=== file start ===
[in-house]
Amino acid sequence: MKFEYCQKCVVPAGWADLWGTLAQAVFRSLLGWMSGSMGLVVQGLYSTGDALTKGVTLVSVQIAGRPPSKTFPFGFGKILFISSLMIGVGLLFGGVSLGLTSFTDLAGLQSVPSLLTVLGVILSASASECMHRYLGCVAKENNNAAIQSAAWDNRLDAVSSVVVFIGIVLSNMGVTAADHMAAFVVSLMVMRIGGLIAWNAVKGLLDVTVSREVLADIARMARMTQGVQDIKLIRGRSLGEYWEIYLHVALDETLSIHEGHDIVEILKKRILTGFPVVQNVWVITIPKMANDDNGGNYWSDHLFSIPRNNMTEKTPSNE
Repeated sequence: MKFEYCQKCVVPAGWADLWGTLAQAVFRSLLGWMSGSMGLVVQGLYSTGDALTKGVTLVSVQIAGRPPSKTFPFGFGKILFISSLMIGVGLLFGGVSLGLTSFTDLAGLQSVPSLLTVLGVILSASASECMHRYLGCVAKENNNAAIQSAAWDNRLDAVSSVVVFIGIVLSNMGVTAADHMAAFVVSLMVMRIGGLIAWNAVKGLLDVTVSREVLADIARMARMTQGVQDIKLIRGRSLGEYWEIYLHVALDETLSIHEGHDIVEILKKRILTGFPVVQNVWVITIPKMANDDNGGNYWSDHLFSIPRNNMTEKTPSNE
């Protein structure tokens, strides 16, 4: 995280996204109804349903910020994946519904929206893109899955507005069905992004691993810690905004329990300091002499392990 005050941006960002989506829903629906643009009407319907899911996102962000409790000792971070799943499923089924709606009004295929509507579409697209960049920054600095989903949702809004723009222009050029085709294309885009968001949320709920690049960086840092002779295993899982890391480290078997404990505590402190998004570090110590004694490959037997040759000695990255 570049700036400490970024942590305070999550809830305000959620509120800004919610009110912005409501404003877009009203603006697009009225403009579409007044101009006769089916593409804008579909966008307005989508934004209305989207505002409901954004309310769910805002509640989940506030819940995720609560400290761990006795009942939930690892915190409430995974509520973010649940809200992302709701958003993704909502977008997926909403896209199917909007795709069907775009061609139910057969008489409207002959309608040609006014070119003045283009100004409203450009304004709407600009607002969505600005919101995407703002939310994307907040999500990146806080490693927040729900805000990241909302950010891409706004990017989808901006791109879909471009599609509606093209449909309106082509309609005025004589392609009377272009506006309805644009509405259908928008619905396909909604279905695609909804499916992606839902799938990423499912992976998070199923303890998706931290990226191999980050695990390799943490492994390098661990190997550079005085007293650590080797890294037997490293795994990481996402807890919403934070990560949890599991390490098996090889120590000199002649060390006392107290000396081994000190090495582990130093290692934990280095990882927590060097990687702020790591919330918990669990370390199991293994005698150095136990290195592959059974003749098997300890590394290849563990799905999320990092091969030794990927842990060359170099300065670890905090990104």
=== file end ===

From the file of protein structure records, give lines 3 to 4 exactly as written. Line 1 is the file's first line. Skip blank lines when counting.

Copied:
Repeated sequence: MKFEYCQKCVVPAGWADLWGTLAQAVFRSLLGWMSGSMGLVVQGLYSTGDALTKGVTLVSVQIAGRPPSKTFPFGFGKILFISSLMIGVGLLFGGVSLGLTSFTDLAGLQSVPSLLTVLGVILSASASECMHRYLGCVAKENNNAAIQSAAWDNRLDAVSSVVVFIGIVLSNMGVTAADHMAAFVVSLMVMRIGGLIAWNAVKGLLDVTVSREVLADIARMARMTQGVQDIKLIRGRSLGEYWEIYLHVALDETLSIHEGHDIVEILKKRILTGFPVVQNVWVITIPKMANDDNGGNYWSDHLFSIPRNNMTEKTPSNE
């Protein structure tokens, strides 16, 4: 995280996204109804349903910020994946519904929206893109899955507005069905992004691993810690905004329990300091002499392990 005050941006960002989506829903629906643009009407319907899911996102962000409790000792971070799943499923089924709606009004295929509507579409697209960049920054600095989903949702809004723009222009050029085709294309885009968001949320709920690049960086840092002779295993899982890391480290078997404990505590402190998004570090110590004694490959037997040759000695990255 570049700036400490970024942590305070999550809830305000959620509120800004919610009110912005409501404003877009009203603006697009009225403009579409007044101009006769089916593409804008579909966008307005989508934004209305989207505002409901954004309310769910805002509640989940506030819940995720609560400290761990006795009942939930690892915190409430995974509520973010649940809200992302709701958003993704909502977008997926909403896209199917909007795709069907775009061609139910057969008489409207002959309608040609006014070119003045283009100004409203450009304004709407600009607002969505600005919101995407703002939310994307907040999500990146806080490693927040729900805000990241909302950010891409706004990017989808901006791109879909471009599609509606093209449909309106082509309609005025004589392609009377272009506006309805644009509405259908928008619905396909909604279905695609909804499916992606839902799938990423499912992976998070199923303890998706931290990226191999980050695990390799943490492994390098661990190997550079005085007293650590080797890294037997490293795994990481996402807890919403934070990560949890599991390490098996090889120590000199002649060390006392107290000396081994000190090495582990130093290692934990280095990882927590060097990687702020790591919330918990669990370390199991293994005698150095136990290195592959059974003749098997300890590394290849563990799905999320990092091969030794990927842990060359170099300065670890905090990104």